Muslims in France responded to the attack with anger. Many saw the speech about preserving the ideal of French secularism as an attempt to turn to the far right. Macron's party's latest proposal, which will be formally introduced as a bill in December, extends the 1905 law that formally separates religion from the state. It will, among other things, allow the state to monitor international funds coming to French mosques, limit homeschooling to prevent Muslim schools from being run by what Macron calls “extremist religious” and create a special certification program for French imams. In short, non-state-approved Muslims will be banned.
The French Union of Muslim Democrats political party has called the law a real target, as there is a direct link between Islamism and terrorism and radicalisation. Muslims fear the consequences could be an increase in Islamophobia across the country. The French Interior Ministry recorded 154 cases of Islamophobia in 2019, an increase of 54 percent compared to 2019. The Collective Against Islamophobia (CCIF) in France, which uses a different calculation method, said it had recorded about 2,000 cases of Islamophobia in the same year. In response to Macron's speech, 100 prominent French Muslims signed an open letter urging the government to stop stigmatizing Muslims, especially women and working-class Muslims. Last month, a member of Macron's La Republique en Marche (LREM) party left the parliamentary session over the presence of a veiled student. Headscarves have been banned in French government offices for allegedly contravening the country's secular values. France is the country where the highest proportion of Muslims live in Europe, as well as the country where native Christian people reach the most guidance and return to Islam.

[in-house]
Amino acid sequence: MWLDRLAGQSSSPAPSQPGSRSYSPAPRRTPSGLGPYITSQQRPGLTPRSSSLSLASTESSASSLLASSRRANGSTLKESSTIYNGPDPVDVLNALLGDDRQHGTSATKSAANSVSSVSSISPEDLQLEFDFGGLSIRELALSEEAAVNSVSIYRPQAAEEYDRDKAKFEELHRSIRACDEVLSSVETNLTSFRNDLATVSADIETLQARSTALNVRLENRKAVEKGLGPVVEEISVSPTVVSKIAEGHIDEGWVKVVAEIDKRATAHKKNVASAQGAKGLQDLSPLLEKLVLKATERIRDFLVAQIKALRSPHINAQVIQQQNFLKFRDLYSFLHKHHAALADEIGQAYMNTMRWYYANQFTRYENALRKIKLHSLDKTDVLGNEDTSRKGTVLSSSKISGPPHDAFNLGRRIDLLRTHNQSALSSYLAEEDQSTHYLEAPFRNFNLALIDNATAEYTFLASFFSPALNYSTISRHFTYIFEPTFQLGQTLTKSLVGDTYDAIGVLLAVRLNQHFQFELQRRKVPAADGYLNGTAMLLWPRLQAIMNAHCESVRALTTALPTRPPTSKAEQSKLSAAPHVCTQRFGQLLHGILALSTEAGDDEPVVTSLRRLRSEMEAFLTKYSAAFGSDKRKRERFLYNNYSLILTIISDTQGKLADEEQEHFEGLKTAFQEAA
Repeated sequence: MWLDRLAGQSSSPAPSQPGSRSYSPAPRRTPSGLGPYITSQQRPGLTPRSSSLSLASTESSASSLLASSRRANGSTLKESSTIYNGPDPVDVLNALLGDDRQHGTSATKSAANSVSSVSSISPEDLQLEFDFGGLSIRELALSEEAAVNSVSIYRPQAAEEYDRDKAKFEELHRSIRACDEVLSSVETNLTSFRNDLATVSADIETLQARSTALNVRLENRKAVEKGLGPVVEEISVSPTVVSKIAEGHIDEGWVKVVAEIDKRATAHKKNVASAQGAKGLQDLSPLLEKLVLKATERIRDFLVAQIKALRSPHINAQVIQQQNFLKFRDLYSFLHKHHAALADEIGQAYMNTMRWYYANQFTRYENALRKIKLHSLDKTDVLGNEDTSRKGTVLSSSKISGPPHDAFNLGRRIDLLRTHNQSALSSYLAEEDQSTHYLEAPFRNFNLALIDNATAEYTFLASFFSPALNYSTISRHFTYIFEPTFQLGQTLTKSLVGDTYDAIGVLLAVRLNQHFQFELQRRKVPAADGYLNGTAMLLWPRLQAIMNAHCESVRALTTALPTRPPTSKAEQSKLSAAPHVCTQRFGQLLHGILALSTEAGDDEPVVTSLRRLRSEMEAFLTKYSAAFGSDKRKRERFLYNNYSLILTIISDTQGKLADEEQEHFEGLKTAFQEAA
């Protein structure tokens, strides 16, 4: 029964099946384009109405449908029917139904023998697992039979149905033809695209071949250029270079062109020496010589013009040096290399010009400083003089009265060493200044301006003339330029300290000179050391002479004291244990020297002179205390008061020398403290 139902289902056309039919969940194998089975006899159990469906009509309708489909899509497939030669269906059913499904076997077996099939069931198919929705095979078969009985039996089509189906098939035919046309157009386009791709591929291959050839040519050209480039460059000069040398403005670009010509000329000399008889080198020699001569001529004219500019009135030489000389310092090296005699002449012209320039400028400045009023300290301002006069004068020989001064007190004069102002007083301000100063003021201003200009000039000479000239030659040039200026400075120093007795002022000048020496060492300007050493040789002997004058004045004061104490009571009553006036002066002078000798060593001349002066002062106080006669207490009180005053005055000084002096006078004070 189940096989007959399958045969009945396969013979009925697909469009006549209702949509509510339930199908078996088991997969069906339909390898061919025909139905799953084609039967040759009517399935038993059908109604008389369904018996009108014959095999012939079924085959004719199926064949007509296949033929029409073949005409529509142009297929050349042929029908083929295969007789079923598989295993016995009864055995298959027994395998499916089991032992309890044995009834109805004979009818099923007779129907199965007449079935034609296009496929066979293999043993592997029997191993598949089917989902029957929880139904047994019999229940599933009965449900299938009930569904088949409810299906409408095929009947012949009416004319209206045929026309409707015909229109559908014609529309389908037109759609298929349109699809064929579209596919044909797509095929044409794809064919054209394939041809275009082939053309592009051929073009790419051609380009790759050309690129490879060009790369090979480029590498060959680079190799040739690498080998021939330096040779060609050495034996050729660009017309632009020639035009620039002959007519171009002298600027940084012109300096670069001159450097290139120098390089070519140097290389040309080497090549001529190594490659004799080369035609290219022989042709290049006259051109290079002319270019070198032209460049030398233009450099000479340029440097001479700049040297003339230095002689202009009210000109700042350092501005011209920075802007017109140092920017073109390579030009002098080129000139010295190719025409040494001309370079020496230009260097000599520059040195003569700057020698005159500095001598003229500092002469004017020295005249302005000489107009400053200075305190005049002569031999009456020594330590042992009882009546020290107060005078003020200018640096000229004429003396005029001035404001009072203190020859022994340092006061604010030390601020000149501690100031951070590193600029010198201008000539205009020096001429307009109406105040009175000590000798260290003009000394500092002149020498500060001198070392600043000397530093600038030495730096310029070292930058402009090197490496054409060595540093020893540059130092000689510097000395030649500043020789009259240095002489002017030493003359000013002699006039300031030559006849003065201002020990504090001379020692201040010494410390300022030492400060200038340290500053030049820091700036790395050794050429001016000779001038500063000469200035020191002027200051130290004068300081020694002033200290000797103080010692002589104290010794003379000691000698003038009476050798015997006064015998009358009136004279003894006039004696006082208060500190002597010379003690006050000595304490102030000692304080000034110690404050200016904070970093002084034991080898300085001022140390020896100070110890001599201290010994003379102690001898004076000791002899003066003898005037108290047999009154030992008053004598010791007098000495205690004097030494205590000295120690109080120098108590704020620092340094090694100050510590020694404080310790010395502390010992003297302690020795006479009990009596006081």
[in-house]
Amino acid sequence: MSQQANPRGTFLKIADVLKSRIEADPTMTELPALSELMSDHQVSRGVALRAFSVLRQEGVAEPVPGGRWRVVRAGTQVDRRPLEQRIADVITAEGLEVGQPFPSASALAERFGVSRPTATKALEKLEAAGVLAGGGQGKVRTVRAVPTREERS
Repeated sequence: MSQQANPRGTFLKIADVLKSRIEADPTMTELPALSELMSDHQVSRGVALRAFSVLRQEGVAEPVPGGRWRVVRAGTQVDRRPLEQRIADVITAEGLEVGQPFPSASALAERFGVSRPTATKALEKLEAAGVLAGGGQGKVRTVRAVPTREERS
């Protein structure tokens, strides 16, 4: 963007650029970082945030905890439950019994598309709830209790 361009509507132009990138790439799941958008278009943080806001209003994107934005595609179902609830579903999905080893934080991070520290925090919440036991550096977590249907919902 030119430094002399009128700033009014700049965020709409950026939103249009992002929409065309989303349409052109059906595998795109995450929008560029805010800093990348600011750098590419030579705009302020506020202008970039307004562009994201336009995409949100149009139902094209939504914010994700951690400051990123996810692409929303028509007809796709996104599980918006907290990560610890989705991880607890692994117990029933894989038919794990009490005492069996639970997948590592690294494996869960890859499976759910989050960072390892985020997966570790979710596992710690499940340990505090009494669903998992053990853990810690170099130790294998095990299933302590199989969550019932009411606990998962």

Taken from mirathaber.com.